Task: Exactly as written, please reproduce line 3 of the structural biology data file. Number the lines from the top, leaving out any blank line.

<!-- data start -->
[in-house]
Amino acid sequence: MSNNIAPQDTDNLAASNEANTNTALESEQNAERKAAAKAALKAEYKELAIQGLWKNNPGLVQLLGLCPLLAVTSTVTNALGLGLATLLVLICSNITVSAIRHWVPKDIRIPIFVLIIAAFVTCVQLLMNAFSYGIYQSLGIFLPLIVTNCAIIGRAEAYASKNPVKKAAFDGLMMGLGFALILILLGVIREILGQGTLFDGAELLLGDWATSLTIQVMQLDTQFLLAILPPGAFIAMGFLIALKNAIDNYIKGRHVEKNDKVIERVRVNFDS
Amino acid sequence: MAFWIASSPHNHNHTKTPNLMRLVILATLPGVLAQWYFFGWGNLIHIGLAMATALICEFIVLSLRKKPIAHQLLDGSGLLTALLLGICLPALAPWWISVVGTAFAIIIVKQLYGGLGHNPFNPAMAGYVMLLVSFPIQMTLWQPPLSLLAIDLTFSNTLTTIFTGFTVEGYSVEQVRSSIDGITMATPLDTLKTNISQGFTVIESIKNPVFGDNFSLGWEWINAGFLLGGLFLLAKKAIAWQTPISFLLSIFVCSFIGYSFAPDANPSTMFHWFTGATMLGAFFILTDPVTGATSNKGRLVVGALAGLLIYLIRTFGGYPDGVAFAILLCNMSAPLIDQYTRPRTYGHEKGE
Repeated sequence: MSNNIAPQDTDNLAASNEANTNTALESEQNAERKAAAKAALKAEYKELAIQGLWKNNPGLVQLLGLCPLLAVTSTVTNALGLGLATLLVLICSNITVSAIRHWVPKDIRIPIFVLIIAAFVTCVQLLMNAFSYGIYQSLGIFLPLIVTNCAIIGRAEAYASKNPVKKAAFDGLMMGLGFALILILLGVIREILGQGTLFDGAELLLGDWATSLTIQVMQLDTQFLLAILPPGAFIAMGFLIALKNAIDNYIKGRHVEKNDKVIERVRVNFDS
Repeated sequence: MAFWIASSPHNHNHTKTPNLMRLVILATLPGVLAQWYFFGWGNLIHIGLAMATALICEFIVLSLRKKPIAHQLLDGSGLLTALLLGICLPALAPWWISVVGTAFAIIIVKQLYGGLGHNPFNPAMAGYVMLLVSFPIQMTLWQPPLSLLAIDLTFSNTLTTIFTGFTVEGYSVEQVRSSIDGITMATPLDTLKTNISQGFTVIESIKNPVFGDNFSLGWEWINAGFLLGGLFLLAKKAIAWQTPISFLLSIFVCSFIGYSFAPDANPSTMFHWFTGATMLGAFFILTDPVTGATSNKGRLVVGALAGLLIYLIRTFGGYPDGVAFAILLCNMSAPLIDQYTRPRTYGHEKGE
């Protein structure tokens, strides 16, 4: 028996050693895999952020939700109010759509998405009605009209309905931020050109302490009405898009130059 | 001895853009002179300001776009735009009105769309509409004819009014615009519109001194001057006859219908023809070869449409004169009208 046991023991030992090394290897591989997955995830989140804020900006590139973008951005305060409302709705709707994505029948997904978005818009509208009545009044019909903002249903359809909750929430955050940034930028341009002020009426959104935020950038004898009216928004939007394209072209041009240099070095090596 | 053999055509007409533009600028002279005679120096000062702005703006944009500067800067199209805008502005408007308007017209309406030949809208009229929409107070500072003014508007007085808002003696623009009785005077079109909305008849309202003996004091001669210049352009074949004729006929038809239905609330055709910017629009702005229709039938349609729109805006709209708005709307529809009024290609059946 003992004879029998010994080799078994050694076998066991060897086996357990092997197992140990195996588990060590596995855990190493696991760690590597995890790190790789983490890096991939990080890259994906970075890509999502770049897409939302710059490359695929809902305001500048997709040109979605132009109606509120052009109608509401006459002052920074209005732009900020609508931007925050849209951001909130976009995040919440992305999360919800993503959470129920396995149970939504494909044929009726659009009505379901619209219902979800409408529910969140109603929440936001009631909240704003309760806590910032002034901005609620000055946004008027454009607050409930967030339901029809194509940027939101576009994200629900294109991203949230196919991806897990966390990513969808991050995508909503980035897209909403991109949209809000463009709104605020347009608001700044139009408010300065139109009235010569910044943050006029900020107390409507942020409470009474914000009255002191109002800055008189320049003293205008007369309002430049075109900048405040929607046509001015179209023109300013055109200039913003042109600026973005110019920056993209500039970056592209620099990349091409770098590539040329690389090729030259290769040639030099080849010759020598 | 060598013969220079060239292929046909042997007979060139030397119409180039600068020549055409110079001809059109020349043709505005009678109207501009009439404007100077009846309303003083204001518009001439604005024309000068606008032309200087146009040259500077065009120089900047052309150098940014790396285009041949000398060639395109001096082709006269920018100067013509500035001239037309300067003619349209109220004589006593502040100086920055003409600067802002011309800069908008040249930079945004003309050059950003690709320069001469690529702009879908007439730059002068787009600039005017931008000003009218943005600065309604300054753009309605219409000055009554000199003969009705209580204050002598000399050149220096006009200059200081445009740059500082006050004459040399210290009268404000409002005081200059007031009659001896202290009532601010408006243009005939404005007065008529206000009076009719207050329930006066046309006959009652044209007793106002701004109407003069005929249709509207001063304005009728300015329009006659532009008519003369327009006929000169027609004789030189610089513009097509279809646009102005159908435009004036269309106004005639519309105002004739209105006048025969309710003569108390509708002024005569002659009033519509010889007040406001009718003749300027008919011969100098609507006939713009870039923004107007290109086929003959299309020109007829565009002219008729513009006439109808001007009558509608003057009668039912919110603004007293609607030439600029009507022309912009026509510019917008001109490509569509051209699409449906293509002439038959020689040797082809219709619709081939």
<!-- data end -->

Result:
Amino acid sequence: MAFWIASSPHNHNHTKTPNLMRLVILATLPGVLAQWYFFGWGNLIHIGLAMATALICEFIVLSLRKKPIAHQLLDGSGLLTALLLGICLPALAPWWISVVGTAFAIIIVKQLYGGLGHNPFNPAMAGYVMLLVSFPIQMTLWQPPLSLLAIDLTFSNTLTTIFTGFTVEGYSVEQVRSSIDGITMATPLDTLKTNISQGFTVIESIKNPVFGDNFSLGWEWINAGFLLGGLFLLAKKAIAWQTPISFLLSIFVCSFIGYSFAPDANPSTMFHWFTGATMLGAFFILTDPVTGATSNKGRLVVGALAGLLIYLIRTFGGYPDGVAFAILLCNMSAPLIDQYTRPRTYGHEKGE